Democratic party nominee Raj Mukherji, a rising Indian-American figure on the political scene of New Jersey, has won the State Assembly polls in New Jersey, becoming one of the youngest to be elected to the house.
29-year-old Mukherji, a first-time Democratic nominee for the 33rd Legislative District and former Jersey City Deputy Mayor, had won the primary election in June by a 36-point margin.
According to the Office of County Clerk, Hudson County, Mukherji got 18,586 votes and will represent the Legislative District, which covers Hoboken, Union City, Weehawken and parts of Jersey City.
He is the son of Indian American immigrants and has had a stellar rise in the political arena.
According to information provided by his 'Raj Mukherji for Assembly' website, Mukherji supported himself through high school, college and grad school as an emancipated minor when his parents were forced to return to India due to economic constraints.
His father Asim Mukherji was an accountant who could not work because of health reasons and could not afford health coverage without employment.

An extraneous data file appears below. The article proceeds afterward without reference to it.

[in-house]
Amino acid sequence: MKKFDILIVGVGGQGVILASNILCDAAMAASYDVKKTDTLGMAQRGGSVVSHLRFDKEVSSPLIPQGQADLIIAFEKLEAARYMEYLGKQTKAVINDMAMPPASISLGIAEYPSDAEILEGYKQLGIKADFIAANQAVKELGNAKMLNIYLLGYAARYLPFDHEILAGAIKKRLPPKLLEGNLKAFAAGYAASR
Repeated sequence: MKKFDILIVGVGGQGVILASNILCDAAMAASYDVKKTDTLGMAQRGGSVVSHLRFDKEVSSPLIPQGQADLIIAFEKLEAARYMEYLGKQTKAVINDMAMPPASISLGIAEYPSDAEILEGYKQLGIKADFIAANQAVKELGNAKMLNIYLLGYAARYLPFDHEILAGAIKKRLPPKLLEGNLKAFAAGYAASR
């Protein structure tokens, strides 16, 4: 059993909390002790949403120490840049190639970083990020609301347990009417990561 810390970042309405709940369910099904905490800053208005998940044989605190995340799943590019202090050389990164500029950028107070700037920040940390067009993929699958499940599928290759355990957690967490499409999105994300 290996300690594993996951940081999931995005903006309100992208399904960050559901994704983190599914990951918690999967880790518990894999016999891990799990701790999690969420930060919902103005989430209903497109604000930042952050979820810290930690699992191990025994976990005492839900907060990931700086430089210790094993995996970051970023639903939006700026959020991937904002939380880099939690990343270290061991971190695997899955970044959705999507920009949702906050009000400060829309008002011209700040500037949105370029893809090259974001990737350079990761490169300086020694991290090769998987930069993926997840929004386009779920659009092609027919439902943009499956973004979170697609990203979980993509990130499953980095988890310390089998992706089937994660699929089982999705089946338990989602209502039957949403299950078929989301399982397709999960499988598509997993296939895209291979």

"This experience shaped Raj's perspective and interest in healthcare and inspired much of his subsequent advocacy in that field," according to personal information about Mukherji posted on the website.
From March 2012 through June 2013, Mukherji served as one of the two Deputy Mayors of Jersey City, New Jersey's second largest city.
He had also founded an internet consulting and software development company while in middle school, which he later sold to a larger technology company.
Following the September 11 attacks in the city, Mukherji joined the US Marines at age 17, where he served in military intelligence for the Marine Corps Reserve.
At 19, he co-founded a public affairs firm that he grew into the state's third largest lawyer-lobbying firm while learning the inner workings of the State House.
With clients ranging from social justice causes to higher education institutions to government agencies to Fortune 500 corporations, he advocated to abolish the death penalty in New Jersey and replace it with life imprisonment without parole and lobbied for equality for lesbians, gays and transgender community.
At age 24, Mukherji was appointed the youngest Commissioner and Chairman in the history of the Jersey City Housing Authority - the state's second largest housing authority - where his work for various reforms at the USD 70 million agency serving over 16,000 residents and over 6,700 households was widely appreciated.